CLOSE
Original image

Happy birthday to them!

Original image

As you might know, tomorrow is February 12th. It's also the 199th anniversary of Charles Darwin's birth. It's also the 149th anniversary of the publication of Darwin's "The Origin of Species." It's also the 199th anniversary of Abraham Lincoln's birth.

So many things to celebrate tomorrow; where to start?

How about we just concentrate on the wonderful coincidence that Darwin and Lincoln share the same birthday AND year!

I share a birthday with my mother, Bruce Lee and Jimi Hendrix. Not the same year, obviously, just the same day. Every time I go out to a restaurant to celebrate my birthday, it seems someone else is there doing the same thing, stealing my thunder, and often my piece of free birthday cake. An actuary friend explained that if you got 23 people together in a room, there's a 50-50 chance of at least one coincidental birthday.

After the jump, you'll find a complete breakdown for those who are curious to see the math involved. But first, with whom do you share a birthday? We'd love to know, especially if it's the same day AND year.

To figure out the exact probability of finding two people with the same birthday in a given group, it turns out to be easier to ask the opposite question: what is the probability that NO two will share a birthday, i.e., that they will all have different birthdays? With just two people, the probability that they have different birthdays is 364/365, or about .997. If a third person joins them, the probability that this new person has a different birthday from those two (i.e., the probability that all three will have different birthdays) is (364/365) x (363/365), about .992. With a fourth person, the probability that all four have different birthdays is (364/365) x (363/365) x (362/365), which comes out at around .983. And so on. The answers to these multiplications get steadily smaller. When a twenty-third person enters the room, the final fraction that you multiply by is 343/365, and the answer you get drops below .5 for the first time, being approximately .493. This is the probability that all 23 people have a different birthday. So, the probability that at least two people share a birthday is 1 - .493 = .507, just greater than 1/2.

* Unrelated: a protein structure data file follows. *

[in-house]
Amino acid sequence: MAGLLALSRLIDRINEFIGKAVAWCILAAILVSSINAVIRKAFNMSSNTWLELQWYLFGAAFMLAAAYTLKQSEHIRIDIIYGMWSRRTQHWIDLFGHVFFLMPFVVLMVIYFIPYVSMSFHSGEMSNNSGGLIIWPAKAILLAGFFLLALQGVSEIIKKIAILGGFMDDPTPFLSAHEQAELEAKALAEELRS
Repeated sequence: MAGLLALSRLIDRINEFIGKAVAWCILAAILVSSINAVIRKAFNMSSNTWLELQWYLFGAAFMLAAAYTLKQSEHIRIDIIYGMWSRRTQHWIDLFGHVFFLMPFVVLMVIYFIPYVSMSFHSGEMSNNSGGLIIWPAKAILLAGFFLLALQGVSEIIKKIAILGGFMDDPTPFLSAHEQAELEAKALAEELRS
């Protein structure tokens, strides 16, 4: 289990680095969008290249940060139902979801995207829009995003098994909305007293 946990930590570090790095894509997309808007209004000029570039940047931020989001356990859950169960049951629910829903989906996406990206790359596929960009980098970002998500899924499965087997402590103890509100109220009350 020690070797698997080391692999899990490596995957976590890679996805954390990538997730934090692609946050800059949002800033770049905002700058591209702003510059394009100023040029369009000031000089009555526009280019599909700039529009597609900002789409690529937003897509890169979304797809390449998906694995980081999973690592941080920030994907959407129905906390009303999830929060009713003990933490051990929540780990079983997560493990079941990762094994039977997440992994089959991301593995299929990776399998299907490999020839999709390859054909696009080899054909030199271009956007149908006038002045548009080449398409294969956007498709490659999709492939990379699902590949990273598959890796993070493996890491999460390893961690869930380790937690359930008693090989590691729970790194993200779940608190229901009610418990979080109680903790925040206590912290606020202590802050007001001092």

Statistics courtesy of Math Guy over at NPR.

Original image
iStock
arrow
Animals
25 Benefits of Adopting a Rescue Dog
Original image
iStock

According to the ASPCA, 3.3 million dogs enter shelters each year in the United States. Although that number has gone down since 2011 (from 3.9 million) there are still millions of dogs waiting in shelters for a forever home. October is Adopt a Shelter Dog Month; here are 25 benefits of adopting a shelter dog.

Original image
iStock
arrow
fun
How Urban Legends Like 'The Licked Hand' Are Born
Original image
iStock